In 2018 and currently in 2020, DeepMind submitted their newly developed AlphaFold and AlphaFold 2 AI-based model to Critical Assessment of Techniques for Protein Structure Prediction (CASP13). CASP is an independent community wide experiment that invites participants every two years to test their predictive models on experimental proteins that are not yet publicly available. The aim is to predict 3D structures of these new proteins from amino acid sequences. Importantly, the performance is validated by a panel of independent assessors who do not know the identity of those who make the submissions, nor do the participants have access to the experimental structures of the proteins (double-blinded design).
CASP13* saw 98 research groups from 21 countries, submitting 185 modelling methods with more than 57,000 predictions in six categories:
- Overall structure of proteins.
- Refinement of an approximate structure closer to the experimental one.
- Accuracy of an overall structure of the model and of each residue.
- The structure of protein oligomers.
- The ability to improve models using a variety of sparse data.
- The accuracy of protein structure features that are important for predicting the function.
The assessments are split into two initial stages: a short (72 hour) time scale that is intended for fully automated pipelines, followed by a long-term (3-week) time scale which allows for more complex processes that incorporate human input. There are two further main categories for evaluation: template based (TBM), using existing templates as a “backbone” for prediction of analogous structures derived from varying sequences; and template free (FM), which are specific to targets that have no sequence detectable templates. For completeness, there is a third category that falls into a grey area between these two classes.
For more than 25 years, the precision of all state-of-the-art methods remained at random chance until 2016 (CASP12), where accuracy finally started to become much more successful with average results showing correct overall topology. And finally in 2018 (CASP13), most proposed methods were exceeding not only overall correct topology but also showing many correct atomic level details. It was reported by the committee that although many technical improvements contributed to the rise in the accuracy of prediction, the most notable contribution came from the use of deep neural networks (DNN’s; Kryshtafovych et al., 2019).
Importantly, before CASP13, template based modelling saw a dramatic increase in prediction accuracy across all six domains of assessment. However, template free modelling proved more challenging, taking longer to deliver good predictions. Traditionally, the most successful approaches were based on fragment assembly, optimised through stochastic sampling processes which were extremely computationally and time consuming. From 2016, we saw advent of neural network methods, but these did not reach their maturity until 2018 where the first carnation of AlphaFold emerged alongside of two other deep learning (DL) based methods (RaptorX and TripletRes). Although we are yet to see the full published report from CASP14 , the online published results show clear domination of the latest carnation of the AlphaFold model (AlphaFold2).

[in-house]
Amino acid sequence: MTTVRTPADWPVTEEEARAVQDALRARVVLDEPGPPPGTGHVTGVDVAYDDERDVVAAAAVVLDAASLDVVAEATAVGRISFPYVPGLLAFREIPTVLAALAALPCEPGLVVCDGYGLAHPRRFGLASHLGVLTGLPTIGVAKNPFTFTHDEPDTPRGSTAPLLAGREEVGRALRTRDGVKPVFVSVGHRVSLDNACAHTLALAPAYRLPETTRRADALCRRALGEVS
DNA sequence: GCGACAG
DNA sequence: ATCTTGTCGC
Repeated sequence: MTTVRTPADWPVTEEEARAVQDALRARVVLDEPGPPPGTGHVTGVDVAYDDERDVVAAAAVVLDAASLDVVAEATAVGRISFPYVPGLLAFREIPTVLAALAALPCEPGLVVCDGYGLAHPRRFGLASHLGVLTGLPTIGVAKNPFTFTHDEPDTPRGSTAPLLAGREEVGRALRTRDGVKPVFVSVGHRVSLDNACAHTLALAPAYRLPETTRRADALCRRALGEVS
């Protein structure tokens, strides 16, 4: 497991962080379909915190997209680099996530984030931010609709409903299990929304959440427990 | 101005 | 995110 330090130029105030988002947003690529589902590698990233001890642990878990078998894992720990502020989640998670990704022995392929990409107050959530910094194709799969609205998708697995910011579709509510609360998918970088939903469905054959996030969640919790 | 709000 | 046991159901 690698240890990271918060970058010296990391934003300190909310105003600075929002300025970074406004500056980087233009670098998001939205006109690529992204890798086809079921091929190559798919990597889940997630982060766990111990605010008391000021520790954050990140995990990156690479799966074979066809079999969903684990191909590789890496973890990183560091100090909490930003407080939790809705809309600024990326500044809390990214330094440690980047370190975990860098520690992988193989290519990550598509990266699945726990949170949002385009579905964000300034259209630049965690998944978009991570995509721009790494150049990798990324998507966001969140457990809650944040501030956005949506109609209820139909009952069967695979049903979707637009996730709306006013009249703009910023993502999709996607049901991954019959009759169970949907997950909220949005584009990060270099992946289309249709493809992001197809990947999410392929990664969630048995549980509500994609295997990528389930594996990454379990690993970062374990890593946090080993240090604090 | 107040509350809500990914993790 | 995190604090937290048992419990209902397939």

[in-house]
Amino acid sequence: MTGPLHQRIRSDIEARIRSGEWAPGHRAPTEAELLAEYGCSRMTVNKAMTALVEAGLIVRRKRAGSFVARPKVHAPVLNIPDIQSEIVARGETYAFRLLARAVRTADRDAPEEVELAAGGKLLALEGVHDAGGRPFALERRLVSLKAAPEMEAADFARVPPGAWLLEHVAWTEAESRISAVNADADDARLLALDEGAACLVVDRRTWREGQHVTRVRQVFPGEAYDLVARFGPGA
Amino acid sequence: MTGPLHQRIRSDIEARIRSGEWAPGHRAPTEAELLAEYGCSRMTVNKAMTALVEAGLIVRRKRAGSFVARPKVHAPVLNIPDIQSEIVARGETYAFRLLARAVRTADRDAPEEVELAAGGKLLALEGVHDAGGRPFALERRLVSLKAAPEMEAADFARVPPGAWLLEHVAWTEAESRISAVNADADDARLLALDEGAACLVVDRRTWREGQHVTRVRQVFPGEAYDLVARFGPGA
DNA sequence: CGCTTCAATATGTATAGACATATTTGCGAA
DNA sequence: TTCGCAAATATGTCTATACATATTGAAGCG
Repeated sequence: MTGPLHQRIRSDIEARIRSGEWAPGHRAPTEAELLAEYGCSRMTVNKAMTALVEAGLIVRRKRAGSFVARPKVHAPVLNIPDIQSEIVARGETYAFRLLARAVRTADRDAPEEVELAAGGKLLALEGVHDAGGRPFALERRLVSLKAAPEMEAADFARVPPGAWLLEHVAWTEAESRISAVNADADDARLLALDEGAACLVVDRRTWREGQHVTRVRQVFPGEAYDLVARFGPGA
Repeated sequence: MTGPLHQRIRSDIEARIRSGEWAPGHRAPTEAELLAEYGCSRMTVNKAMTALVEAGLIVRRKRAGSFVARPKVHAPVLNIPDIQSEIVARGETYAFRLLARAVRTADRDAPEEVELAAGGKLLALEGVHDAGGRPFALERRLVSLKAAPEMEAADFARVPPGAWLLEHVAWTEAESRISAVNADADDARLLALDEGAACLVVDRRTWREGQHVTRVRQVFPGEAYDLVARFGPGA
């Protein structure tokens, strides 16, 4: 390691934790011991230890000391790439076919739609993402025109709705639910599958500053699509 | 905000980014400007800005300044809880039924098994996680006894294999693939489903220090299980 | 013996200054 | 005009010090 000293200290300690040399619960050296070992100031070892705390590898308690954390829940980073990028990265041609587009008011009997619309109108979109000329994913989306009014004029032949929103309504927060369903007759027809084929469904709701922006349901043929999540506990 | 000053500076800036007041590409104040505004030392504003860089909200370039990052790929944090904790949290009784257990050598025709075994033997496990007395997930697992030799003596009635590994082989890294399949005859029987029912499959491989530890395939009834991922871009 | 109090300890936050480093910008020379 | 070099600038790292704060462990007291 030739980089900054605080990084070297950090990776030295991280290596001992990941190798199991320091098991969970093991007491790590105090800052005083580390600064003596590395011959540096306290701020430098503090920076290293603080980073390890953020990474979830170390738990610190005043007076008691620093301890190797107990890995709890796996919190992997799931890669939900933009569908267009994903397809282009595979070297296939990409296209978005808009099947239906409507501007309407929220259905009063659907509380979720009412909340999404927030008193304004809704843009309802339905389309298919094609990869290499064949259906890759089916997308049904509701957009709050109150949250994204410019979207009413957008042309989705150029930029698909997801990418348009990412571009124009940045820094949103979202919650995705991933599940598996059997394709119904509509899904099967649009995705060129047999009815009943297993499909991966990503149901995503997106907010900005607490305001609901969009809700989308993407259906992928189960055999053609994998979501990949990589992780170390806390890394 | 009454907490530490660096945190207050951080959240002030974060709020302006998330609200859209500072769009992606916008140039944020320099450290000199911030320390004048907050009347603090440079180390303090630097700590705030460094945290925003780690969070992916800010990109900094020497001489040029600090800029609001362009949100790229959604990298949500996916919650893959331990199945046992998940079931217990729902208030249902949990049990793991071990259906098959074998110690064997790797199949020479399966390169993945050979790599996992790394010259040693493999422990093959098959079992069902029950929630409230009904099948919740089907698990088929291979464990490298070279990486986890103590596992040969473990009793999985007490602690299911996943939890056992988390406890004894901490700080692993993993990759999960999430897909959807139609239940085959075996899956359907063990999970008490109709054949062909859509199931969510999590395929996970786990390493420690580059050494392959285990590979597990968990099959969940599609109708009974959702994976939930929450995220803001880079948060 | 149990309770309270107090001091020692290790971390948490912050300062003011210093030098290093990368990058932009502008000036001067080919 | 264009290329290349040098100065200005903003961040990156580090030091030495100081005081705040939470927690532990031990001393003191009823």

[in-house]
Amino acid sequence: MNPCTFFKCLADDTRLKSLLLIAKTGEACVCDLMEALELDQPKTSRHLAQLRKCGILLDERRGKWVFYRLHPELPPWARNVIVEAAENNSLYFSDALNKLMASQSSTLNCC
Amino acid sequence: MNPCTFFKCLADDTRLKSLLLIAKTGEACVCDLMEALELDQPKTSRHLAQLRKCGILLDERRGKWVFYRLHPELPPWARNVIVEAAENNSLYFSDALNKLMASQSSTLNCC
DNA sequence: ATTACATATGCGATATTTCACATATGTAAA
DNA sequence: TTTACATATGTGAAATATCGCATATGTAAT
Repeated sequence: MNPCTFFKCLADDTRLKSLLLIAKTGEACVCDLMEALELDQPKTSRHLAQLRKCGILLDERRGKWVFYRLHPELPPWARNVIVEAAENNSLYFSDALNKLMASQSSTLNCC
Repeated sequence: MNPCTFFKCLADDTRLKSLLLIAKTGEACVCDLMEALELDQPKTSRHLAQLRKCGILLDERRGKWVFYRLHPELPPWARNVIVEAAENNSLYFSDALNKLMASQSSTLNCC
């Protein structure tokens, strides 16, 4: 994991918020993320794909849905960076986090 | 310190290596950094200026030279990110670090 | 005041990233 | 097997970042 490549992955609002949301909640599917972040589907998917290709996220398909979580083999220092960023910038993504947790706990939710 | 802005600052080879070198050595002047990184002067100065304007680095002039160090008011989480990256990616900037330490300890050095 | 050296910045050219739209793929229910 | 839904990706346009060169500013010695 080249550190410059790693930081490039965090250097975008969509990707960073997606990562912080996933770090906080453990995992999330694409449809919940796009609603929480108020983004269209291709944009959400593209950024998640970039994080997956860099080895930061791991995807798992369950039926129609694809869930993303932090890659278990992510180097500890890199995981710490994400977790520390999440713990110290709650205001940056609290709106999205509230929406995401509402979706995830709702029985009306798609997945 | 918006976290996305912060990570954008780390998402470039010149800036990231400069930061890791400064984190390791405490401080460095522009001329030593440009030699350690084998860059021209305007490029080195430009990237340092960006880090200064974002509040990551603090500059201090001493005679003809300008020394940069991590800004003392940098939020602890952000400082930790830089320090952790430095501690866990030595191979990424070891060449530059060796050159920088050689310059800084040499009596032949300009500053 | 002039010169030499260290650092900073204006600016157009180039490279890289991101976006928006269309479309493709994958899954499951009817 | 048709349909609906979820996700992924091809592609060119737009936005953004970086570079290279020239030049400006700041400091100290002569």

For a detailed description of AlphaFold, please refer to the original article (Senior, A.W., Evans, R., Jumper, J. et al. Improved protein structure prediction using potentials from deep learning. Nature 577, 706–710 (2020)), but in short, Convolutional Neural Network (CNN) with two independent output heads was trained on multiple sequence alignment (MSA) from the Protein Data Bank (PDB; Berman, H. M. et al. The Protein Data Bank. Nucleic Acids Res. 28, 235–242 (2000)). The model was designed to predict three terms: contact points of protein residues, protein structure and a smoothing term to prevent steric clashes (unnatural overlap of any two non-bonding atoms). Contact points of protein residues are estimated from a distance of pairs of β-carbon atoms; protein general structure is predicted from the backbone torsion angles (angles at which amino acid residues are “projected” from the protein backbone); and prevention of steric clashes achieved by optimisation of van der Waals distance (the distance at which forces between two atoms become repulsive rather than attractive as the atoms approach one another). All parameters were optimised using gradient descent based, quasi-Newtonian L-BFGS method.
With this latest development, we have finally been able to achieve accuracy of template free model predictions that not only matched those of template modelling approaches but also the laborious lab-based methods. It is exciting to see that after some time of maturation, DL models are finally reaching prediction accuracies necessary to push our understanding of biology to the next level.
Another important lesson from this study is its illustrative proof that analytics do not always have to result in mathematically or structurally complex designs in order to tackle some of the most difficult conundrums in science. Researchers from DeepMind show that profound understanding of the domain, coupled with clever and relatively simple design can sometimes result in a highly successful and useful algorithm that despite its simplicity, can have a far reaching impact on a very complex problem. And this strongly resonates with our research lab at Max Kelsen, where we previously showed that sometimes simple models, such as ResNet-34 are enough to deliver capabilities, which can shed new insights onto biological phenomena, such as glaucoma. We are looking forward to the full CASP14 publication in the near future.
*CASP14 is planned for publication sometime mid 2021.